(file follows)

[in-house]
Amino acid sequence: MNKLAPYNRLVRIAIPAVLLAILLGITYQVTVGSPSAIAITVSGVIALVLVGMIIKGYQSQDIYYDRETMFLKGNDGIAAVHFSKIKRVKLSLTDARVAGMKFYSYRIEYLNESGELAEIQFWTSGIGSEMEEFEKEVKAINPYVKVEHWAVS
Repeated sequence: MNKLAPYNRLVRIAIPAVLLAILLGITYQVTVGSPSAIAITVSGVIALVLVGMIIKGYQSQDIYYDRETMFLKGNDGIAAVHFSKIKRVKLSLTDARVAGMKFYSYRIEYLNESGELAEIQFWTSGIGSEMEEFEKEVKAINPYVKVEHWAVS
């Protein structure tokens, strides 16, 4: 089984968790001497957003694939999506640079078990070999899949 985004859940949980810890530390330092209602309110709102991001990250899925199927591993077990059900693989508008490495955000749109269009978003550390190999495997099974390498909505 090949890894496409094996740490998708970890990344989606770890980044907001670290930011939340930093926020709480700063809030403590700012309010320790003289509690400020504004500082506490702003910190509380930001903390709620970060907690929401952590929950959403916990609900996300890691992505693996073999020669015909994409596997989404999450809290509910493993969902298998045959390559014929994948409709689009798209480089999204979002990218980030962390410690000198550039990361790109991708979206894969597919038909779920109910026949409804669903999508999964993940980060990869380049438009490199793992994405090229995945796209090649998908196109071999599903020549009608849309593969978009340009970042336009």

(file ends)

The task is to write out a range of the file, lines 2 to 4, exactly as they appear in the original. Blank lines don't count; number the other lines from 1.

Amino acid sequence: MNKLAPYNRLVRIAIPAVLLAILLGITYQVTVGSPSAIAITVSGVIALVLVGMIIKGYQSQDIYYDRETMFLKGNDGIAAVHFSKIKRVKLSLTDARVAGMKFYSYRIEYLNESGELAEIQFWTSGIGSEMEEFEKEVKAINPYVKVEHWAVS
Repeated sequence: MNKLAPYNRLVRIAIPAVLLAILLGITYQVTVGSPSAIAITVSGVIALVLVGMIIKGYQSQDIYYDRETMFLKGNDGIAAVHFSKIKRVKLSLTDARVAGMKFYSYRIEYLNESGELAEIQFWTSGIGSEMEEFEKEVKAINPYVKVEHWAVS
């Protein structure tokens, strides 16, 4: 089984968790001497957003694939999506640079078990070999899949 985004859940949980810890530390330092209602309110709102991001990250899925199927591993077990059900693989508008490495955000749109269009978003550390190999495997099974390498909505 090949890894496409094996740490998708970890990344989606770890980044907001670290930011939340930093926020709480700063809030403590700012309010320790003289509690400020504004500082506490702003910190509380930001903390709620970060907690929401952590929950959403916990609900996300890691992505693996073999020669015909994409596997989404999450809290509910493993969902298998045959390559014929994948409709689009798209480089999204979002990218980030962390410690000198550039990361790109991708979206894969597919038909779920109910026949409804669903999508999964993940980060990869380049438009490199793992994405090229995945796209090649998908196109071999599903020549009608849309593969978009340009970042336009």